To provide an opportunity for Councillors to ask questions to the Leader of the Council in accordance with the Council’s Standing Orders.
No more than 15 minutes will be allocated at the Council meeting for questions to the Leader of the Council.
The question must be addressed through the Mayor or the person presiding at the meeting and not directly to the person being questioned.
The Leader updated council on recent announcements.
Support for residents and businesses
Many residents and businesses faced a challenging two years and the post-Christmas period could be particularly difficult for some.
Together with its partners, the Council could offer a wealth of advice and support – from help with bills, to assistance in finding work or accessing training. If anyone was struggling financially, the Leader urged them to get in touch. There was also information on the website contact via the City Contact Centre.
The Leader was pleased that the council was able to commit £100,000 to support local organisations dedicated to helping people affected by food poverty. Local food banks provided a lifeline to some individuals and families by providing essential supplies to those struggling to cover the most basic needs.
Demand for the food banks was very high and the Council was putting money into services at the heart of communities, as they were making a real difference to people’s everyday lives.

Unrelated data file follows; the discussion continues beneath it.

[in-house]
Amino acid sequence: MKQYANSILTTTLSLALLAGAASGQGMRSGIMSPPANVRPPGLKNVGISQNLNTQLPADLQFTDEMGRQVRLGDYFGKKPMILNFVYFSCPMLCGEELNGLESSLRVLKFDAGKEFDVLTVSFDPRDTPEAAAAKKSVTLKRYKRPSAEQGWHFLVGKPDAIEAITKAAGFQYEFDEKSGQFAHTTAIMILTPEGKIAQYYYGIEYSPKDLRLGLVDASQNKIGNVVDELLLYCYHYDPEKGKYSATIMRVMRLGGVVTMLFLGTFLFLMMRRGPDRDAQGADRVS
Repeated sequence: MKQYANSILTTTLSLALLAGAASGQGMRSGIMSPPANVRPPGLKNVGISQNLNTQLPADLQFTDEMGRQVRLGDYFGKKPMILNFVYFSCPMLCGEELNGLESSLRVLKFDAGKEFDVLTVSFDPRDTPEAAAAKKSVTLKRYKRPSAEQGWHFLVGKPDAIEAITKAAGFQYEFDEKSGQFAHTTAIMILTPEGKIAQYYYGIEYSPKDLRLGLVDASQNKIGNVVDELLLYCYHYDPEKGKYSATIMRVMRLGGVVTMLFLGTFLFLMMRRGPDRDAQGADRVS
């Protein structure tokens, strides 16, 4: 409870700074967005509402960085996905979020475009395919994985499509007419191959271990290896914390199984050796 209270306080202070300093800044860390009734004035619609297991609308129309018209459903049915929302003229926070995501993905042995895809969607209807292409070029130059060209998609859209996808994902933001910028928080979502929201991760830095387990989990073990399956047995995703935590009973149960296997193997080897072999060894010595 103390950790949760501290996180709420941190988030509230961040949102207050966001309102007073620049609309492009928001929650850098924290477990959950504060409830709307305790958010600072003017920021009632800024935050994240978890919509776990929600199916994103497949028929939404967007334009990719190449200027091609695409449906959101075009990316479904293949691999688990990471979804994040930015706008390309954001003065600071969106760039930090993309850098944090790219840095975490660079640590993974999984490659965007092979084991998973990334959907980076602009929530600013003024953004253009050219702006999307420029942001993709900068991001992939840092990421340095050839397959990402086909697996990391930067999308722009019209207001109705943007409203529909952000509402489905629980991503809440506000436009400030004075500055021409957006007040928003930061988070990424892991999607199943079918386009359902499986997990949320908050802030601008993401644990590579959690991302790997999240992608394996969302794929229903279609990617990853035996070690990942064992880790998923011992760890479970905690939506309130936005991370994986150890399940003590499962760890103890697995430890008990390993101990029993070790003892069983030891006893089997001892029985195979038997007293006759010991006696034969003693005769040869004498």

The funding would help community food initiatives meet increased demand or difficulties sourcing sufficient donations.
The council was also administering the Winter Fuel Support scheme for Newport residents and the Leader urged people eligible to apply for this extra financial help before the deadline of 18 February.
The continuation of help for local businesses was available by distributing grants to those whose livelihoods were impacted by the pandemic.
The Council also supported those who wanted to start or expand a small business through its City of Newport Business Fund. This offered grants of up to £10,000 towards costs such as rent, or the purchase of equipment.
City centre graffiti initiative
The Council was working with Newport Now, the Business Improvement District (BID), to tackle graffiti in the city centre. Member businesses could have graffiti removed free of charge by the council thanks to funding from Newport Now.
The initiative was aimed at making the city centre a more desirable place to shop, live and work and promote the local economy.
This remained one of the Council’s priorities and the Leader was pleased to see some new, independent businesses opening their doors in recent months. Shop local had never been a more-important message – as well as being better for the environment was so vital, these businesses could only thrive and survive if they were used.
The Leader announced that last week Cabinet agreed to put social value at the heart of its work.
The Council would adopt the Welsh national themes, outcomes and measures framework for measuring social value (known as TOMS).
It set out seven themes, 35 outcomes and 93 measures that were produced to help public sector bodies gain more social value through their commissioning, procurement, and contract management processes.
This would allow the council to ensure that its work generated as much social value as possible, benefitting the people and communities it served.